The Fitton Center for Creative Arts annual winter quilt show, "Harmony," wrapped up on January 6, but I walked through the exhibit at least a half dozen times after it opened in mid-November. Initially I was more interested in seeing John Leon's music-related sculptures, which were part of "Harmony." (Many of Leon's works you can see on the page linked to in the last sentence were in the Fitton Center show). I wasn't disappointed. Leon's work is excellent. It was nice to be able to walk around the sculptures and see them from all sides and different angles. The "Rondo" pieces, made from limestone, marble, and bronze, struck me as something that might translate into a visual poetry piece--"S" shapes and figure 8's and ampersands suggesting a G clef, the way that a static sculpture can seem to be moving--and this is what I came up with.

Rondomisterioso (Take 4)

The basic shapes are a reversed ampersand, an "S," a backslash, and some dots. The effects are computer manipulated, and this was the fourth version. Thus the clever parenthetical title "Take 4." A few days after I did this, I was talking with a friend who also happens to be a sculptor, and he mentioned that he likes working with metal because it's hands-on and doesn't involve sitting down and running something through Photoshop. Hmmm . . . sounds a lot like what I do, albeit I don't use Photoshop. I use something much cheaper. I started thinking about using my limited art and handwriting "skills" (quote marks indicating sarcasm in this case) and to try to avoid relying so much on computer manipulation, although that's still fun to do. I wanted to do things that were more hands-on, if not hand made. Like something quilters or fiber artists might make, for instance.

I've never looked too closely at quilts before, though, and they were a surprise to me. Most of the quilts in the "Harmony" show were created by members of the ART Quilt Group, all of whom are Cincinnati-area based artists. Three artists from outside the Cincinnati area were also part of the show. One of the non-Cincinnati area artists is Donna June Katz, from Chicago. One of Katz's pieces titled "Bottom of the Sky," had trilobites, insects, and earth-like planets scattered throughout a sort of Milky Way meets the dawn of creation background. Another piece, "Water Over Sky," you can see for yourself on this page on the Fiberarts Magazine website in a web gallery devoted to work by Katz and Cincinnati artist Renee Harris. Though not in the show, Katz's piece titled "Riparian Zone" at the bottom of the Fiberarts Magazine gallery page looks really interesting.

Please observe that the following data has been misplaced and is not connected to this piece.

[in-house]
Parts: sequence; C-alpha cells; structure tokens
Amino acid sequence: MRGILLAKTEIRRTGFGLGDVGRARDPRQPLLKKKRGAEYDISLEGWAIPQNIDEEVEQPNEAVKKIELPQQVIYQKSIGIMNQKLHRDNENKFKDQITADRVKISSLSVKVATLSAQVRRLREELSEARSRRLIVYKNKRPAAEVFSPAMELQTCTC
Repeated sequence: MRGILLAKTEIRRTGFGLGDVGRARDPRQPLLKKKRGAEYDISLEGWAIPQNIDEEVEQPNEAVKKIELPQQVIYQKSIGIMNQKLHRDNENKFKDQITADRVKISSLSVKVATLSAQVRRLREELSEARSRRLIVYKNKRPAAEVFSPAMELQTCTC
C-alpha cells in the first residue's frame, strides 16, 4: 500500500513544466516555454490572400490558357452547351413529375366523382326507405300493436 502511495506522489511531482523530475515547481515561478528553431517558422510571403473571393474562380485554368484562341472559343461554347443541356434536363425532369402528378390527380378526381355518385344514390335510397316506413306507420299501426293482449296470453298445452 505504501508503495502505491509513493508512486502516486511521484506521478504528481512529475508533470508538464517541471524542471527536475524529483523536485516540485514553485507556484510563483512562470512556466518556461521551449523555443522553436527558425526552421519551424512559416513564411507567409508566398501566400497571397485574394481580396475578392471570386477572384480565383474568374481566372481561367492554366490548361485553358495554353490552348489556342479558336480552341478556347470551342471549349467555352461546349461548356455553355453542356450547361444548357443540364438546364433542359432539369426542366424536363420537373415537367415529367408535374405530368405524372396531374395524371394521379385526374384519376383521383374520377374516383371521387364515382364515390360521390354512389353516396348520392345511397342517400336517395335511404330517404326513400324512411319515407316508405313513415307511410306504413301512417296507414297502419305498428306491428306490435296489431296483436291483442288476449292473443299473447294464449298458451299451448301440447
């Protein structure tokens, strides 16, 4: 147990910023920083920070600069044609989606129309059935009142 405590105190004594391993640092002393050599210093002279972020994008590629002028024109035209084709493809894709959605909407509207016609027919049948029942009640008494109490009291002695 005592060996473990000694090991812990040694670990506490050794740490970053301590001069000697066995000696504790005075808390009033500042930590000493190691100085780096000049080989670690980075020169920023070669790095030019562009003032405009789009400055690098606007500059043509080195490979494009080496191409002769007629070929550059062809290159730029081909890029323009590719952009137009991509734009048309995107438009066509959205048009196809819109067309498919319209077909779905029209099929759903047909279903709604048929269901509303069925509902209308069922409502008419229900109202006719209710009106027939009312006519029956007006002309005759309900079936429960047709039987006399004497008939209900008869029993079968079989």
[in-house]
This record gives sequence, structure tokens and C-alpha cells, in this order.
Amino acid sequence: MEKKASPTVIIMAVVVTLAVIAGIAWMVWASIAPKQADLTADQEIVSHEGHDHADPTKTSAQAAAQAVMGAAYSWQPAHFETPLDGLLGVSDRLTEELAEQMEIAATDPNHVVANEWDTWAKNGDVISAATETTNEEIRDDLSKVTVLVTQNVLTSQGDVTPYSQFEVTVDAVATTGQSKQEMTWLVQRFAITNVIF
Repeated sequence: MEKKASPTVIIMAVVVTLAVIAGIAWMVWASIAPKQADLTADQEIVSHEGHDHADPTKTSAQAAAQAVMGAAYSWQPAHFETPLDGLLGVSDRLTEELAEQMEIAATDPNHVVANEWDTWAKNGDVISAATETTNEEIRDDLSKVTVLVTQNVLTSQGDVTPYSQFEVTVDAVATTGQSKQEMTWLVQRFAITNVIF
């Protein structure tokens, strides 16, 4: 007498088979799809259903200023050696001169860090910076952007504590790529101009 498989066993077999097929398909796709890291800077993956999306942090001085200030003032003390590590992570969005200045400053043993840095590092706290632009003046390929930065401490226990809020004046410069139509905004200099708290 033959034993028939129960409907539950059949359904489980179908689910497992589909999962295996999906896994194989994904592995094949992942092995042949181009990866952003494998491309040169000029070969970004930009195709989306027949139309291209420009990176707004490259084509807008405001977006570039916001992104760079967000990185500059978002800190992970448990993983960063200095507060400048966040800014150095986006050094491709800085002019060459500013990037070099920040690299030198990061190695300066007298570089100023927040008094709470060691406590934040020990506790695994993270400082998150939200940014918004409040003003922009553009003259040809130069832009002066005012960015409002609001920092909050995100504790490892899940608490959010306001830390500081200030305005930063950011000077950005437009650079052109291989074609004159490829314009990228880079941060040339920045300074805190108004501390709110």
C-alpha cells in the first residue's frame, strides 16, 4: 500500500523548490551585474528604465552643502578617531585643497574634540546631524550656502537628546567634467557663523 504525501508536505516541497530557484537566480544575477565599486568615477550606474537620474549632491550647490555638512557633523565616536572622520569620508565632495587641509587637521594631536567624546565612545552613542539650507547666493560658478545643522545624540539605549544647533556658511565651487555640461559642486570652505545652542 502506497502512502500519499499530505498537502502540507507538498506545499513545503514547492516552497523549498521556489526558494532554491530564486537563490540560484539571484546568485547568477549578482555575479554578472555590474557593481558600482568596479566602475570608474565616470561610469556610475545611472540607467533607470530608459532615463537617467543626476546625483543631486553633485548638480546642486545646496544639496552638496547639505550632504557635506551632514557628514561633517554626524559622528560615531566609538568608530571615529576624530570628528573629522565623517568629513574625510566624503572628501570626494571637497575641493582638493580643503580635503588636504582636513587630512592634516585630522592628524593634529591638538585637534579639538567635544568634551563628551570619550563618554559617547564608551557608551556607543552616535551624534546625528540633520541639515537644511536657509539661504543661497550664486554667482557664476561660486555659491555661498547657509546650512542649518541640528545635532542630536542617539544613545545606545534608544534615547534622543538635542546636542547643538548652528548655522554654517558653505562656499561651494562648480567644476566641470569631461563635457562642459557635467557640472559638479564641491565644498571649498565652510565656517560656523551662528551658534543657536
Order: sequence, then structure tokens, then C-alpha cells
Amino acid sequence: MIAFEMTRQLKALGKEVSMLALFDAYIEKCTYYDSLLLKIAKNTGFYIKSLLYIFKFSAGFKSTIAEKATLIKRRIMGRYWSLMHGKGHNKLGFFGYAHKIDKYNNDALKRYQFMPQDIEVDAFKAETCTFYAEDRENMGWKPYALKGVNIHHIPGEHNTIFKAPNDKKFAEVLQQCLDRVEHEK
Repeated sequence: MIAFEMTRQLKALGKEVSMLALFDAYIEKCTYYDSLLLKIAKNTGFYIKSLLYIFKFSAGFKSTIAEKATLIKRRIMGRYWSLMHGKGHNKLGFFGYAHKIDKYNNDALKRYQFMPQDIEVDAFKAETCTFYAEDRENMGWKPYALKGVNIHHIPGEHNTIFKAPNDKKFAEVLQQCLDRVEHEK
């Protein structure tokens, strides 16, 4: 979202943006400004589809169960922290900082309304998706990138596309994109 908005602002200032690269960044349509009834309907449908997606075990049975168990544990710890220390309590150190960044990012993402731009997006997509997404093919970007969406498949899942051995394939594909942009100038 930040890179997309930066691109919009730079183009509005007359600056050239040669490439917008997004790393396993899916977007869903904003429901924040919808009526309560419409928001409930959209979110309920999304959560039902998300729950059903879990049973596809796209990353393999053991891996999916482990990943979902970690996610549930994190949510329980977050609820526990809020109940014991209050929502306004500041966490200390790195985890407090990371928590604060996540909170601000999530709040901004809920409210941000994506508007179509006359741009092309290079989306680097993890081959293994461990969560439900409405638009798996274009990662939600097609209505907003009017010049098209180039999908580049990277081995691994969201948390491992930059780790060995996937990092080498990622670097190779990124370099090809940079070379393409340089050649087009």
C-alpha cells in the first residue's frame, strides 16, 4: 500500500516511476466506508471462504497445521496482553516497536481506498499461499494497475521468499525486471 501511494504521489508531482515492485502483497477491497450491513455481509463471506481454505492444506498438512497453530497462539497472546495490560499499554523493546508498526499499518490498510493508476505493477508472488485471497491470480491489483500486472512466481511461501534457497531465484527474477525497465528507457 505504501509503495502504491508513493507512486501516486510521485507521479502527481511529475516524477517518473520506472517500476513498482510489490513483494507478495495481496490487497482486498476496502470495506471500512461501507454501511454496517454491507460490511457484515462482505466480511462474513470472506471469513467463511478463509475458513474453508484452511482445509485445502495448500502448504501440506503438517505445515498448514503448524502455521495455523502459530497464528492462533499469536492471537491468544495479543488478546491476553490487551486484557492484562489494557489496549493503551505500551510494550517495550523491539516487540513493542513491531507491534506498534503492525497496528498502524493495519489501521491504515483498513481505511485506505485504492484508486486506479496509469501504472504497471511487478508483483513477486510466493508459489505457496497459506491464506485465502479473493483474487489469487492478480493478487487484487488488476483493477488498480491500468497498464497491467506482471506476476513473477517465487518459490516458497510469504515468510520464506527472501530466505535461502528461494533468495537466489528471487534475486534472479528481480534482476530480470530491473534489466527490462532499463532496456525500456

Other pieces that jumped out from the "Harmony" show included "A Goldening of Ginkos" and "Cloudless Sulphurs and Columbines" by Lynn M. Ticotsky. (Here is a link to Ticotsky's "A Goldening of Ginkos" from a 2006 show in Indiana. The Fitton Center's presentations of the quilts and sculptures in "Harmony" were well-done and very professional. They put on museum-quality shows. One excellent juxtaposition that I would love to be able to show you involved Patricia Gould's "Siberian Moonlight Sonata," a large and luminous landscape quilt depicting a snow-covered, birch-dotted Siberian nighttime scene that was hung on the back wall of the upstairs gallery, with two of Leon's wood-carved pieces "Downright Upright" and "The Seeker" situated in front of the quilt. Those three pieces were meant to be together. Cathy Mayhugh, the director of the Fitton Center's exhibitions does a good job designing the center's shows.) Carol Schlegel's "Bird Songs" was interesting. She used raised fabric rectangles and their shadows to create visual interpretations of bird songs. I wondered if she had seen the bird song sonograms that many birders use to study bird songs and their variations. Cris Fee's human figure dominated quilts were unique among the pieces in this show. An article about the "Harmony" show featuring a photo of Cris Fee and one of her pieces appeared in November in the Oxford Press.

All of the artists in "Harmony" were represented by work that was worth seeing, and I look forward to seeing more fiber art or quilt work art in the future.

I can't sew much less run a sewing machine. I'm barely able to patch holes in my insect nets. So after seeing "Harmony," I wanted to figure out a way to make something at least resembling a quilt. After some thought, I gave virtual quilting a shot. Here is a piece that is mostly hand drawn--the vertical and horizontal "weaves." The waves are computer manipulated. I couldn't get a decent hand drawn wave effect.

Next time I'll trot out a couple visual poetry virtual quilts that use the above thingy with items from my collection of bad photos of odd insects.